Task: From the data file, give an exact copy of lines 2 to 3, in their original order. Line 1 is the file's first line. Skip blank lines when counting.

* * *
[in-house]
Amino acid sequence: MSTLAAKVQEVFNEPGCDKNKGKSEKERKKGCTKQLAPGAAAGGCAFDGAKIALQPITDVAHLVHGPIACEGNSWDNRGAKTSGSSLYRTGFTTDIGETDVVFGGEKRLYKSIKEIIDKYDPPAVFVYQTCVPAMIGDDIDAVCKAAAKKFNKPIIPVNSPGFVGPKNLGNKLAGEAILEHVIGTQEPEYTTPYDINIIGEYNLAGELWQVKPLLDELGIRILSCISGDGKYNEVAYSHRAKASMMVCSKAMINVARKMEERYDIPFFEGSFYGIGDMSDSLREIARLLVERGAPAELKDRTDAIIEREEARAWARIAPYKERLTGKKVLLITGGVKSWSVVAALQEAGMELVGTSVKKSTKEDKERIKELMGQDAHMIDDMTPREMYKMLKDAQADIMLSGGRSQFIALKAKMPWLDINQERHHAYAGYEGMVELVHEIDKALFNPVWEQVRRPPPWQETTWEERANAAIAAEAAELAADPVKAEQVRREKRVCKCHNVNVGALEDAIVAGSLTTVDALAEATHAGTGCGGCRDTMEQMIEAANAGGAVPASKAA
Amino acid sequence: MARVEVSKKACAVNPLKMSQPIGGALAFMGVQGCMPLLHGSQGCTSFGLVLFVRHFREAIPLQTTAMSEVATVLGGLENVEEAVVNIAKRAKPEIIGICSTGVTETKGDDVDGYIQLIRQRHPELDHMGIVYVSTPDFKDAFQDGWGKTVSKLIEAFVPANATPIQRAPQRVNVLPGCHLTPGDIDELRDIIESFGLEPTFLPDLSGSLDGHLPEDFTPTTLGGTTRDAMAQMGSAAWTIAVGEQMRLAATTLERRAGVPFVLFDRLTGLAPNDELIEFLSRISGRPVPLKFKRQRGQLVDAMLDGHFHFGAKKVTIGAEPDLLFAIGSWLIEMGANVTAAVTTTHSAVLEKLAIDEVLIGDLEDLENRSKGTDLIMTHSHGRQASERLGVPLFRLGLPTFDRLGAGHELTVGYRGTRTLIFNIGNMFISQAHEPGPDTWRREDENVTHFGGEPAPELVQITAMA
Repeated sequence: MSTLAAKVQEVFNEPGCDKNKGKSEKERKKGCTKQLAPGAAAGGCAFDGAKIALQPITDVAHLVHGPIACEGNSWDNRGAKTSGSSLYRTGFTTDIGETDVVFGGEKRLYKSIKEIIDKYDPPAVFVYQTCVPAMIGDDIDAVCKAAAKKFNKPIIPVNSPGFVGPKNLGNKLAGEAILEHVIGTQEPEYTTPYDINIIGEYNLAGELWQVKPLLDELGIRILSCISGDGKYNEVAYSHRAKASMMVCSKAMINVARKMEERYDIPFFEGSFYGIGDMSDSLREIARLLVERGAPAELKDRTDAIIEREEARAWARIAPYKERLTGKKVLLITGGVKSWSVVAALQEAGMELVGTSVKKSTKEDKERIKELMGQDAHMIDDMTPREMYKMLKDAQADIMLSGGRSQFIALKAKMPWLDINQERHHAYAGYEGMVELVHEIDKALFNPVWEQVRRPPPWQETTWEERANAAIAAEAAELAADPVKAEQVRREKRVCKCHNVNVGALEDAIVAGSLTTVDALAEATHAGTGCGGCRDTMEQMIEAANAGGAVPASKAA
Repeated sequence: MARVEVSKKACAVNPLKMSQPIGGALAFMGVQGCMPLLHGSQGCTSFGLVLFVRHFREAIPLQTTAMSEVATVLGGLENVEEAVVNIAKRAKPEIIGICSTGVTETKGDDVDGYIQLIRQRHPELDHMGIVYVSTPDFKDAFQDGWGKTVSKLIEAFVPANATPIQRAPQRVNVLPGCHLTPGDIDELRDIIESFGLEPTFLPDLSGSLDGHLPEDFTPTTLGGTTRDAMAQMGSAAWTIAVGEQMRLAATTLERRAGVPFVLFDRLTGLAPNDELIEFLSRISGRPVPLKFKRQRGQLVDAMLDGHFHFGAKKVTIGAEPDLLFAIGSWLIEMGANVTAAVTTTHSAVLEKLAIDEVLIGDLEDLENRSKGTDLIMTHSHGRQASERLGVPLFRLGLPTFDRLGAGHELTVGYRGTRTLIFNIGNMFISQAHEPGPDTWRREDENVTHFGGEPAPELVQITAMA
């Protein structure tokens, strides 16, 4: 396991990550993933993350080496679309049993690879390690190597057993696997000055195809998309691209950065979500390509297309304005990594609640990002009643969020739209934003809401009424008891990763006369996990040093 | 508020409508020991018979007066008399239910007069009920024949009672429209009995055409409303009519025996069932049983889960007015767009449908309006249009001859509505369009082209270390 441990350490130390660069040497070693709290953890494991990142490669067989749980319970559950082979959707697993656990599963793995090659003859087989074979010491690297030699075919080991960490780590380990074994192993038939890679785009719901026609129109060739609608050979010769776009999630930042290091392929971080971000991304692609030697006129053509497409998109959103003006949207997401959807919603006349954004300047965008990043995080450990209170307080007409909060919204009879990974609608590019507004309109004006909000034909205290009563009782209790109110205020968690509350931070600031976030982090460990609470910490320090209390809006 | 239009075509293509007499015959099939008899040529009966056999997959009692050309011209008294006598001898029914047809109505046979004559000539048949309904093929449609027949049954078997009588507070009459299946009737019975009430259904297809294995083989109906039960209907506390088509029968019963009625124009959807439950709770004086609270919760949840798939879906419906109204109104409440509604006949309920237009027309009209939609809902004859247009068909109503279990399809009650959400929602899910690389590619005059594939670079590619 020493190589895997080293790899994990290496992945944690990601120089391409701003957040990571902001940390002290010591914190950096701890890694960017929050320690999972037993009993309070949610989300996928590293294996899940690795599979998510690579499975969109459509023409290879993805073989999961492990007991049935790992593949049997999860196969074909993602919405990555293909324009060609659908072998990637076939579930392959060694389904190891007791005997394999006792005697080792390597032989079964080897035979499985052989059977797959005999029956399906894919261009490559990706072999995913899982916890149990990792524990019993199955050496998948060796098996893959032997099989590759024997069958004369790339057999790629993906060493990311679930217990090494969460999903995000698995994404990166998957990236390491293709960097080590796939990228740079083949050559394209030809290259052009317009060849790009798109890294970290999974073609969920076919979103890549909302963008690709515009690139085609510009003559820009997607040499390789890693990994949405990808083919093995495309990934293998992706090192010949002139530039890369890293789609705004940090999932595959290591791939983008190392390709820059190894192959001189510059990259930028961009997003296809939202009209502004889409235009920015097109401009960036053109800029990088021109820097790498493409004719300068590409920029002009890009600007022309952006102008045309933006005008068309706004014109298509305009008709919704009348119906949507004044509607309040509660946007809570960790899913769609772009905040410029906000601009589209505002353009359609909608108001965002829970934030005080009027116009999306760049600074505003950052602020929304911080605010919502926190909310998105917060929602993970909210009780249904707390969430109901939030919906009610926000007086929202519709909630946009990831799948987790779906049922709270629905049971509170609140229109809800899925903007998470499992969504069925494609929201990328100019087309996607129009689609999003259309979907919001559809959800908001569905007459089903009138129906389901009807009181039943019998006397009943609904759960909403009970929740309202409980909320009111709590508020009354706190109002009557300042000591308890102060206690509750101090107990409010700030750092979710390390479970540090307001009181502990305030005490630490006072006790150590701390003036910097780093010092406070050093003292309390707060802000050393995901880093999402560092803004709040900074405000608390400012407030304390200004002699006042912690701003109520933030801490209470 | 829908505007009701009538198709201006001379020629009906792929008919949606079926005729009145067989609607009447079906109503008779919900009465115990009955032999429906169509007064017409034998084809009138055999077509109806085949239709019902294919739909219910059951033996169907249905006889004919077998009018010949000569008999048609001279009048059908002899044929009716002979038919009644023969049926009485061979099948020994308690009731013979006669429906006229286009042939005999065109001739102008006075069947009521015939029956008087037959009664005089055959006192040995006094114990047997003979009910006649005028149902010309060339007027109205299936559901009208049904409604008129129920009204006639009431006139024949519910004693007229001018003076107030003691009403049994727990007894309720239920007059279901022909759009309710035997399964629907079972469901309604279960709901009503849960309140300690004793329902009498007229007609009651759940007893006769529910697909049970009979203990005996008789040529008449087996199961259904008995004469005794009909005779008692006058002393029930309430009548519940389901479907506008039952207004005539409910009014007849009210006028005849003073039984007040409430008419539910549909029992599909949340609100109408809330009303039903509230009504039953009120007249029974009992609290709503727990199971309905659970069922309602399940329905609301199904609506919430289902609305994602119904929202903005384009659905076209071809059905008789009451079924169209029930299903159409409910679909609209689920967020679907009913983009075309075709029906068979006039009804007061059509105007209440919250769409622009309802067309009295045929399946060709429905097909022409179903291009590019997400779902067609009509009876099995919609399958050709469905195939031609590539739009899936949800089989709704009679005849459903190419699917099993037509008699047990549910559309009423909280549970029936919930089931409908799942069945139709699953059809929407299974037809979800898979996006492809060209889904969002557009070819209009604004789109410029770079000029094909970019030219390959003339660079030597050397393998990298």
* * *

Amino acid sequence: MSTLAAKVQEVFNEPGCDKNKGKSEKERKKGCTKQLAPGAAAGGCAFDGAKIALQPITDVAHLVHGPIACEGNSWDNRGAKTSGSSLYRTGFTTDIGETDVVFGGEKRLYKSIKEIIDKYDPPAVFVYQTCVPAMIGDDIDAVCKAAAKKFNKPIIPVNSPGFVGPKNLGNKLAGEAILEHVIGTQEPEYTTPYDINIIGEYNLAGELWQVKPLLDELGIRILSCISGDGKYNEVAYSHRAKASMMVCSKAMINVARKMEERYDIPFFEGSFYGIGDMSDSLREIARLLVERGAPAELKDRTDAIIEREEARAWARIAPYKERLTGKKVLLITGGVKSWSVVAALQEAGMELVGTSVKKSTKEDKERIKELMGQDAHMIDDMTPREMYKMLKDAQADIMLSGGRSQFIALKAKMPWLDINQERHHAYAGYEGMVELVHEIDKALFNPVWEQVRRPPPWQETTWEERANAAIAAEAAELAADPVKAEQVRREKRVCKCHNVNVGALEDAIVAGSLTTVDALAEATHAGTGCGGCRDTMEQMIEAANAGGAVPASKAA
Amino acid sequence: MARVEVSKKACAVNPLKMSQPIGGALAFMGVQGCMPLLHGSQGCTSFGLVLFVRHFREAIPLQTTAMSEVATVLGGLENVEEAVVNIAKRAKPEIIGICSTGVTETKGDDVDGYIQLIRQRHPELDHMGIVYVSTPDFKDAFQDGWGKTVSKLIEAFVPANATPIQRAPQRVNVLPGCHLTPGDIDELRDIIESFGLEPTFLPDLSGSLDGHLPEDFTPTTLGGTTRDAMAQMGSAAWTIAVGEQMRLAATTLERRAGVPFVLFDRLTGLAPNDELIEFLSRISGRPVPLKFKRQRGQLVDAMLDGHFHFGAKKVTIGAEPDLLFAIGSWLIEMGANVTAAVTTTHSAVLEKLAIDEVLIGDLEDLENRSKGTDLIMTHSHGRQASERLGVPLFRLGLPTFDRLGAGHELTVGYRGTRTLIFNIGNMFISQAHEPGPDTWRREDENVTHFGGEPAPELVQITAMA